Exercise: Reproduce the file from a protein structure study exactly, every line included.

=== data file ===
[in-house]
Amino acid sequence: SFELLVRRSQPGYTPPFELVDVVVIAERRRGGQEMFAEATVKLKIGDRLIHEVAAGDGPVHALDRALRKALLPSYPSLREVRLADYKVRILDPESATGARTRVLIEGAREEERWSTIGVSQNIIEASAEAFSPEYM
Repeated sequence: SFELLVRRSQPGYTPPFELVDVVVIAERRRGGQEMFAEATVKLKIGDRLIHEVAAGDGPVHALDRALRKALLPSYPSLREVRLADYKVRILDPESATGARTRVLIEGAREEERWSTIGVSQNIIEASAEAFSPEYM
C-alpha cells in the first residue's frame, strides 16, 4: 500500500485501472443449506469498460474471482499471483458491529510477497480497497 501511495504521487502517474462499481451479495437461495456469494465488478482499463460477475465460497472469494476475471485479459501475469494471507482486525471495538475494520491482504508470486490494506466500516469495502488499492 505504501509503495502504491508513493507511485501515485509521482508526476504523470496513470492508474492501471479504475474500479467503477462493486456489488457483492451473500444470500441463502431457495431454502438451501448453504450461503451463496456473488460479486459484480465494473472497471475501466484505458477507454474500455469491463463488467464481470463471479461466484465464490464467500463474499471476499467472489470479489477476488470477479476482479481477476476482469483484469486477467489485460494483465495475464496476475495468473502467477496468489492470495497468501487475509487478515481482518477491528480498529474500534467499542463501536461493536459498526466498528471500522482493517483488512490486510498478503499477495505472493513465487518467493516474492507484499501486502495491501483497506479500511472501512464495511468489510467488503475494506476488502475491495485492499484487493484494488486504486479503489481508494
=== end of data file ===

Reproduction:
[in-house]
Amino acid sequence: SFELLVRRSQPGYTPPFELVDVVVIAERRRGGQEMFAEATVKLKIGDRLIHEVAAGDGPVHALDRALRKALLPSYPSLREVRLADYKVRILDPESATGARTRVLIEGAREEERWSTIGVSQNIIEASAEAFSPEYM
Repeated sequence: SFELLVRRSQPGYTPPFELVDVVVIAERRRGGQEMFAEATVKLKIGDRLIHEVAAGDGPVHALDRALRKALLPSYPSLREVRLADYKVRILDPESATGARTRVLIEGAREEERWSTIGVSQNIIEASAEAFSPEYM
C-alpha cells in the first residue's frame, strides 16, 4: 500500500485501472443449506469498460474471482499471483458491529510477497480497497 501511495504521487502517474462499481451479495437461495456469494465488478482499463460477475465460497472469494476475471485479459501475469494471507482486525471495538475494520491482504508470486490494506466500516469495502488499492 505504501509503495502504491508513493507511485501515485509521482508526476504523470496513470492508474492501471479504475474500479467503477462493486456489488457483492451473500444470500441463502431457495431454502438451501448453504450461503451463496456473488460479486459484480465494473472497471475501466484505458477507454474500455469491463463488467464481470463471479461466484465464490464467500463474499471476499467472489470479489477476488470477479476482479481477476476482469483484469486477467489485460494483465495475464496476475495468473502467477496468489492470495497468501487475509487478515481482518477491528480498529474500534467499542463501536461493536459498526466498528471500522482493517483488512490486510498478503499477495505472493513465487518467493516474492507484499501486502495491501483497506479500511472501512464495511468489510467488503475494506476488502475491495485492499484487493484494488486504486479503489481508494